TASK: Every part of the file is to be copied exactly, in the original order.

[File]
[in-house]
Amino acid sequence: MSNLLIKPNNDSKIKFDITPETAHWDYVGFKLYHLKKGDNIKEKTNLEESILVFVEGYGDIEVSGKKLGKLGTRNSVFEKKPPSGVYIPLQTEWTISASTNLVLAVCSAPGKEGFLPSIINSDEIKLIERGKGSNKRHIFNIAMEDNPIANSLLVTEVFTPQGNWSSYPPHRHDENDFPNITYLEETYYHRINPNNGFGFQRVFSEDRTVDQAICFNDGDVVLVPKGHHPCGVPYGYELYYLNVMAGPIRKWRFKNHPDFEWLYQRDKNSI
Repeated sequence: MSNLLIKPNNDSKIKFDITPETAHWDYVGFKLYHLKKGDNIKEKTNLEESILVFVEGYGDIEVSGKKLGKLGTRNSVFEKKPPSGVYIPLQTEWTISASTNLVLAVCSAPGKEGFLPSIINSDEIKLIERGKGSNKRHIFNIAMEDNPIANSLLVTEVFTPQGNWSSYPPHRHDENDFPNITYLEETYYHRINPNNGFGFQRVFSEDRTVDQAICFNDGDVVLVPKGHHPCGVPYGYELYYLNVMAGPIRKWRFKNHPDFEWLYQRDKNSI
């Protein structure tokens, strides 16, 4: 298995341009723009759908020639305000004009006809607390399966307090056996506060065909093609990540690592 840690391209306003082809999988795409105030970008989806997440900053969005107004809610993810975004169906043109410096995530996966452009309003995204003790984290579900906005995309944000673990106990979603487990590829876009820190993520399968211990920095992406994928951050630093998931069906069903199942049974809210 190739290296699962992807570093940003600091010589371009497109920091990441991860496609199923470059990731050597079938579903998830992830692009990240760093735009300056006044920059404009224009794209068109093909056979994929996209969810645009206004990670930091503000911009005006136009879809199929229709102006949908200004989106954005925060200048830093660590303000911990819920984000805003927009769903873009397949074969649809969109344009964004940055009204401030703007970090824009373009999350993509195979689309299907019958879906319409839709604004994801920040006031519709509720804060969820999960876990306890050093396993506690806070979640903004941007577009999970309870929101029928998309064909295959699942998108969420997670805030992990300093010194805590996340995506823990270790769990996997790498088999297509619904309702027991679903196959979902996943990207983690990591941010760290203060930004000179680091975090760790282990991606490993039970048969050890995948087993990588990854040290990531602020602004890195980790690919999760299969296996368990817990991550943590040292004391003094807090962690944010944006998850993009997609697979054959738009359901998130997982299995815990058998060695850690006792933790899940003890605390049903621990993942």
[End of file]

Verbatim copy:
[in-house]
Amino acid sequence: MSNLLIKPNNDSKIKFDITPETAHWDYVGFKLYHLKKGDNIKEKTNLEESILVFVEGYGDIEVSGKKLGKLGTRNSVFEKKPPSGVYIPLQTEWTISASTNLVLAVCSAPGKEGFLPSIINSDEIKLIERGKGSNKRHIFNIAMEDNPIANSLLVTEVFTPQGNWSSYPPHRHDENDFPNITYLEETYYHRINPNNGFGFQRVFSEDRTVDQAICFNDGDVVLVPKGHHPCGVPYGYELYYLNVMAGPIRKWRFKNHPDFEWLYQRDKNSI
Repeated sequence: MSNLLIKPNNDSKIKFDITPETAHWDYVGFKLYHLKKGDNIKEKTNLEESILVFVEGYGDIEVSGKKLGKLGTRNSVFEKKPPSGVYIPLQTEWTISASTNLVLAVCSAPGKEGFLPSIINSDEIKLIERGKGSNKRHIFNIAMEDNPIANSLLVTEVFTPQGNWSSYPPHRHDENDFPNITYLEETYYHRINPNNGFGFQRVFSEDRTVDQAICFNDGDVVLVPKGHHPCGVPYGYELYYLNVMAGPIRKWRFKNHPDFEWLYQRDKNSI
């Protein structure tokens, strides 16, 4: 298995341009723009759908020639305000004009006809607390399966307090056996506060065909093609990540690592 840690391209306003082809999988795409105030970008989806997440900053969005107004809610993810975004169906043109410096995530996966452009309003995204003790984290579900906005995309944000673990106990979603487990590829876009820190993520399968211990920095992406994928951050630093998931069906069903199942049974809210 190739290296699962992807570093940003600091010589371009497109920091990441991860496609199923470059990731050597079938579903998830992830692009990240760093735009300056006044920059404009224009794209068109093909056979994929996209969810645009206004990670930091503000911009005006136009879809199929229709102006949908200004989106954005925060200048830093660590303000911990819920984000805003927009769903873009397949074969649809969109344009964004940055009204401030703007970090824009373009999350993509195979689309299907019958879906319409839709604004994801920040006031519709509720804060969820999960876990306890050093396993506690806070979640903004941007577009999970309870929101029928998309064909295959699942998108969420997670805030992990300093010194805590996340995506823990270790769990996997790498088999297509619904309702027991679903196959979902996943990207983690990591941010760290203060930004000179680091975090760790282990991606490993039970048969050890995948087993990588990854040290990531602020602004890195980790690919999760299969296996368990817990991550943590040292004391003094807090962690944010944006998850993009997609697979054959738009359901998130997982299995815990058998060695850690006792933790899940003890605390049903621990993942």